Security Bank nets P2.9 billion in Q1 2020, increases loan loss buffer

Ralf Rivas
Security Bank nets P2.9 billion in Q1 2020, increases loan loss buffer
Security Bank joins other banks in increasing provisions for loan losses due to the coronavirus crisis

MANILA, Philippines – Security Bank posted a net income of P2.9 billion in the 1st quarter of 2020, 21% higher than the same period last year on the back of sustained core income growth and securities trading gains.

Total revenues soared by 75% to P13.2 billion. Excluding trading gains, revenues grew 41% to P9.7 billion.

In light of the coronavirus pandemic, Security Bank ramped up its provisions for credit losses for the 1st quarter to P5.7 billion. This is more than the full-year 2019 buffer of P4.3 billion. (READ: Philippines braces for recession due to coronavirus)

“In view of the possible client impact of the pandemic, the bank has initiated portfolio reviews, reassessed its provisioning, and intensified client engagement during this period,” Security Bank said.

UnionBank and Bank of the Philippine Islands earlier reported higher loan loss provisioning.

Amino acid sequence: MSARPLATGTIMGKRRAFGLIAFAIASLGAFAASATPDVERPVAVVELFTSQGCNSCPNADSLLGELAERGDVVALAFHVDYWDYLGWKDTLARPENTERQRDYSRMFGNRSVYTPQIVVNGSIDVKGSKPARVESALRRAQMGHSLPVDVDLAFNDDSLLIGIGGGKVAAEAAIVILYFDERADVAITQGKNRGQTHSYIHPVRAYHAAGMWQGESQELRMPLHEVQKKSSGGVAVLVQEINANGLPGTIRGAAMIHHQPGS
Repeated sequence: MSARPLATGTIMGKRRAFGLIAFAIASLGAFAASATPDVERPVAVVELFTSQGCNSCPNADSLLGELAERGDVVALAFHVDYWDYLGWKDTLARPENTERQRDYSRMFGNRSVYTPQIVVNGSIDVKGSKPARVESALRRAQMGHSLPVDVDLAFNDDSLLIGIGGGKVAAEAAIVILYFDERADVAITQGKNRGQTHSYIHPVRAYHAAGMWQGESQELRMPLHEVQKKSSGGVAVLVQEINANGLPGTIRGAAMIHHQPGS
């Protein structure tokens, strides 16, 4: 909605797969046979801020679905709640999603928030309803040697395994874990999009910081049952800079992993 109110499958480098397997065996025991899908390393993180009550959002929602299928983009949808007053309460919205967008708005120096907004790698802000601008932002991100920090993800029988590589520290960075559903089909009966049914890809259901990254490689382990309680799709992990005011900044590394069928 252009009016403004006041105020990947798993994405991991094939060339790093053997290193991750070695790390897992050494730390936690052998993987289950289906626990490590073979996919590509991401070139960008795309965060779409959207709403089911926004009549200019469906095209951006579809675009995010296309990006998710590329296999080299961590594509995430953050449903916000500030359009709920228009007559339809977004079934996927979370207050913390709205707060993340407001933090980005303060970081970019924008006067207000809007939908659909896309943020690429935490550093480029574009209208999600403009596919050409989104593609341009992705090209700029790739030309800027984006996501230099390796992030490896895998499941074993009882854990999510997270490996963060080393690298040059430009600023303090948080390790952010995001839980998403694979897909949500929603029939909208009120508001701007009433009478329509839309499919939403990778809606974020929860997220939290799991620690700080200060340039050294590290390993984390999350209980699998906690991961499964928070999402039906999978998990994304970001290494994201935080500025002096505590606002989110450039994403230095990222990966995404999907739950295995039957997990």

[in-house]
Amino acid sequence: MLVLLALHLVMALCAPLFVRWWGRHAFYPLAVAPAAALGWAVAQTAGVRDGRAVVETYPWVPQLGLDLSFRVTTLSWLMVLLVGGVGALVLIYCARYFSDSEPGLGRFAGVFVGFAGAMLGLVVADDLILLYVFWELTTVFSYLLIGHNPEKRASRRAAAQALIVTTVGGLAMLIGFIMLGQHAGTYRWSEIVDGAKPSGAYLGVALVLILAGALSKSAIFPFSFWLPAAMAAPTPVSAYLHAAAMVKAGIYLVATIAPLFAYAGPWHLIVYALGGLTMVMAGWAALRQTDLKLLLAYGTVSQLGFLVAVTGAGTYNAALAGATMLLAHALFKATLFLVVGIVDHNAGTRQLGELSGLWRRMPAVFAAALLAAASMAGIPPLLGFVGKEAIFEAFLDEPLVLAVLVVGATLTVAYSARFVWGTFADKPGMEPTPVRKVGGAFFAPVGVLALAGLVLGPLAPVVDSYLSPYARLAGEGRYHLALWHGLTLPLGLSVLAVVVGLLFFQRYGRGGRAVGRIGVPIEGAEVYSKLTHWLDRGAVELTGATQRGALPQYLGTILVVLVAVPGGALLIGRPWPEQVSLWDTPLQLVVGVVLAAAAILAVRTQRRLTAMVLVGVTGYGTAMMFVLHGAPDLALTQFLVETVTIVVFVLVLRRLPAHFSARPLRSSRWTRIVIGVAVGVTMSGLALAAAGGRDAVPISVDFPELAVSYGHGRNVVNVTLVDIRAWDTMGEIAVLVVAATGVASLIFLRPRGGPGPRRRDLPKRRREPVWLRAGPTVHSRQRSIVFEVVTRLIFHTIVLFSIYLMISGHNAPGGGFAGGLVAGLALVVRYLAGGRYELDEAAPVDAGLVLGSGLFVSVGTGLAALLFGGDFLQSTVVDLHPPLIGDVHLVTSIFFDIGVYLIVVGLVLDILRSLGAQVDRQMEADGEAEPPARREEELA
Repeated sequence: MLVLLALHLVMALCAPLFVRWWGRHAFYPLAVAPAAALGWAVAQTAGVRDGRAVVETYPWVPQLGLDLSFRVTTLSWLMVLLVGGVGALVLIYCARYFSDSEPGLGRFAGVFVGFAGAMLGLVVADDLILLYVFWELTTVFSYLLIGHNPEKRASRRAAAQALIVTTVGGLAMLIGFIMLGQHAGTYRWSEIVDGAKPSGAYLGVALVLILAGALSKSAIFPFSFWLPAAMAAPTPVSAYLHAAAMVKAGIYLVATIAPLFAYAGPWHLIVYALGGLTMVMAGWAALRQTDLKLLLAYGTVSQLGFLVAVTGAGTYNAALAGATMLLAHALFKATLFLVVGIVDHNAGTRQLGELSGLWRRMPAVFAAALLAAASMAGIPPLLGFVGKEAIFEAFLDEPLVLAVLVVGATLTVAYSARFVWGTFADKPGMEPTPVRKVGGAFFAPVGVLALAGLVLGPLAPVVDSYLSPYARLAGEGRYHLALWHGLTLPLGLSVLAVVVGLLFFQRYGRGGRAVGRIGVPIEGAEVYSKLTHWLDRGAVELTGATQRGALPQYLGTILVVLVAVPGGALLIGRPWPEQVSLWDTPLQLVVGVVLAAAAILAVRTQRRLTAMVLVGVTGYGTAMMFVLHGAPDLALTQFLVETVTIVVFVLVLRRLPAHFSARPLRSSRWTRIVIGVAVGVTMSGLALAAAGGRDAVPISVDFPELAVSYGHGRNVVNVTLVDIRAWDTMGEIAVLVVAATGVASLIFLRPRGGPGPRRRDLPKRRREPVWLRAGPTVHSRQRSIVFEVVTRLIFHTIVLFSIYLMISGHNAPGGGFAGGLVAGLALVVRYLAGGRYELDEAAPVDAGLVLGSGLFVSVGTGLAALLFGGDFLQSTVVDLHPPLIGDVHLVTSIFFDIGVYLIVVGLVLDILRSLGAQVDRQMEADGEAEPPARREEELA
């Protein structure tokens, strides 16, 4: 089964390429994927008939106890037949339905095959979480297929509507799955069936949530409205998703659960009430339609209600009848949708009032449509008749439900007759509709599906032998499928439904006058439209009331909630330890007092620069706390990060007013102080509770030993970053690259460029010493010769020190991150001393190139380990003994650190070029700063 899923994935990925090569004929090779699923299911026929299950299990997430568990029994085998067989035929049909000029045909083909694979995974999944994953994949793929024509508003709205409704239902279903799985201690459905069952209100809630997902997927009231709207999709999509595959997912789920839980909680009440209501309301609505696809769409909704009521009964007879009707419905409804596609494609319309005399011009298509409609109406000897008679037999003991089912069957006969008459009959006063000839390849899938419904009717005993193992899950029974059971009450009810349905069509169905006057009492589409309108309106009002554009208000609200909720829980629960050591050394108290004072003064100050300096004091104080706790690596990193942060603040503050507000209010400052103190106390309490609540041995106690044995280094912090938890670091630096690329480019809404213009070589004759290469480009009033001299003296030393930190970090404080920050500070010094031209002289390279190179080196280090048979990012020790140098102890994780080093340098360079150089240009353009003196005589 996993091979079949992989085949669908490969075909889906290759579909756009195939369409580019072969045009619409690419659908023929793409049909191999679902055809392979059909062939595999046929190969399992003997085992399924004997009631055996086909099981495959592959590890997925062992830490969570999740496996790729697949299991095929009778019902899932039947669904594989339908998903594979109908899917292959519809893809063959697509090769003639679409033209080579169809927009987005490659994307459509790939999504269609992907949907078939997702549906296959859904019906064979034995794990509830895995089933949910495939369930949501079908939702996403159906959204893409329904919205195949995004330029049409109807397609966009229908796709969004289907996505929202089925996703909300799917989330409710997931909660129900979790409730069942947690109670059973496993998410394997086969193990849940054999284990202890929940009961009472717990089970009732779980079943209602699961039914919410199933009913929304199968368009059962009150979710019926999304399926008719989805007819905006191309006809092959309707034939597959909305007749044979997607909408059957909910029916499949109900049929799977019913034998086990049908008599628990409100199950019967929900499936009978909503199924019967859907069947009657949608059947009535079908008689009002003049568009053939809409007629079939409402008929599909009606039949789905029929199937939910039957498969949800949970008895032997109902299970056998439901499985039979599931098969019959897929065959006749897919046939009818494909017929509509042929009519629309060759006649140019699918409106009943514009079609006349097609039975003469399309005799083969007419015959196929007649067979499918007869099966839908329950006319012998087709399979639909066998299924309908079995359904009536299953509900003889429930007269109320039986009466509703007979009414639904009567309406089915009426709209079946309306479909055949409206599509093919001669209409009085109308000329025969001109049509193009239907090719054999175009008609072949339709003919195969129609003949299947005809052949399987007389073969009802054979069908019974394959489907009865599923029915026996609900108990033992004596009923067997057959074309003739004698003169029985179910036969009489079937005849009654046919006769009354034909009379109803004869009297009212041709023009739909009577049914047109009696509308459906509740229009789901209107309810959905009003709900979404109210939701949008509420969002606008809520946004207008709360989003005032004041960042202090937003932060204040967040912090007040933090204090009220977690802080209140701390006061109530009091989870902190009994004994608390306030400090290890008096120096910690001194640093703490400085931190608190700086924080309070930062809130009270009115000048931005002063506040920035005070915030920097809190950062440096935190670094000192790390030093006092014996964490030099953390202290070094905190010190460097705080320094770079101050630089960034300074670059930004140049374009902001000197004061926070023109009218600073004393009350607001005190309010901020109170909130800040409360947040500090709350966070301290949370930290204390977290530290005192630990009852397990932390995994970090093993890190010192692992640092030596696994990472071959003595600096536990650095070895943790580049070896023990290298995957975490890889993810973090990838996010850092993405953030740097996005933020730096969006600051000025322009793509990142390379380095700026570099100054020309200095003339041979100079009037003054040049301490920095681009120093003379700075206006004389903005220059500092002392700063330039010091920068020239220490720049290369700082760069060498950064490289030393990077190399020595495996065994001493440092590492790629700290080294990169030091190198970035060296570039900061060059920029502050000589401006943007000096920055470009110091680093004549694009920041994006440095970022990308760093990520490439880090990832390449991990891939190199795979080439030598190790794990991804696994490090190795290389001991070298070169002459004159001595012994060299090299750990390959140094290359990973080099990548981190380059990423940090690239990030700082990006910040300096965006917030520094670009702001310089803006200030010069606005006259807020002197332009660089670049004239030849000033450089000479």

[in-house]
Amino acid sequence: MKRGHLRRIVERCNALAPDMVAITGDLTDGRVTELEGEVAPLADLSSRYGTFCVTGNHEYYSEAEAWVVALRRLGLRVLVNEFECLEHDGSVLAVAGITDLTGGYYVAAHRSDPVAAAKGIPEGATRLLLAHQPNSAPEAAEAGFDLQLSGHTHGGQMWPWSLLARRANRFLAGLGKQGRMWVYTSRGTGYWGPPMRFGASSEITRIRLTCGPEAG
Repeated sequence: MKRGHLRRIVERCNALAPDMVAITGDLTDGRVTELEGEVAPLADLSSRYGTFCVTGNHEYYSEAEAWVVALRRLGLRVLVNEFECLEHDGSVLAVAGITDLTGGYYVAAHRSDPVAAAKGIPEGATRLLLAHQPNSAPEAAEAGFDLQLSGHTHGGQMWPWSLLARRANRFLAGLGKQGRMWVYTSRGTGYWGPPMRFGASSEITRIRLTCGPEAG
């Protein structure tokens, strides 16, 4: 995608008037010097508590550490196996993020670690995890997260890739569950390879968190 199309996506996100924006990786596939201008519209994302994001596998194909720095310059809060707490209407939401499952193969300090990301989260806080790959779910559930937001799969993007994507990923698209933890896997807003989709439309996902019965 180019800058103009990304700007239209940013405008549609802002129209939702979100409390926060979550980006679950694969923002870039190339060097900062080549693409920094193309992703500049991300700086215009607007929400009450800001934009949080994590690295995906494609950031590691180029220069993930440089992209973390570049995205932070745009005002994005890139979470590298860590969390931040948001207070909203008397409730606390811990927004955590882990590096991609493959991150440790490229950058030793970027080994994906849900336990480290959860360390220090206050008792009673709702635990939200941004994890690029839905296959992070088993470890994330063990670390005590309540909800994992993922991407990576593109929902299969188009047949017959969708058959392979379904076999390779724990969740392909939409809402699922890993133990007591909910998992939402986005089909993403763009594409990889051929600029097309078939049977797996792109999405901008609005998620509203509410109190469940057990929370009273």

Security Bank stressed that its balance sheet remains strong, with total loans growing by 14% to P468 billion. Retail loans grew by 44% and accounted for 29% of total loans.

Total deposits grew by 9% to P503 billion.

The gross non-performing loan ratio, which measures the amount of bad loans compared to the bank’s total loan portfolio, stood at 1.59%. This is better than the banking industry’s 1.79% as of February 2020.

“We enter this period of challenge arising from the COVID-19 pandemic with a strong balance sheet and healthy liquidity and capital positions. We have the resources to serve our clients, protect our employees, and do our part to support our communities while maintaining the safety and soundness of the bank,” said Security Bank president and chief executive officer Sanjiv Vohra. –

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Ralf Rivas

A sociologist by heart, a journalist by profession. Ralf is Rappler's business reporter, covering macroeconomy, government finance, companies, and agriculture.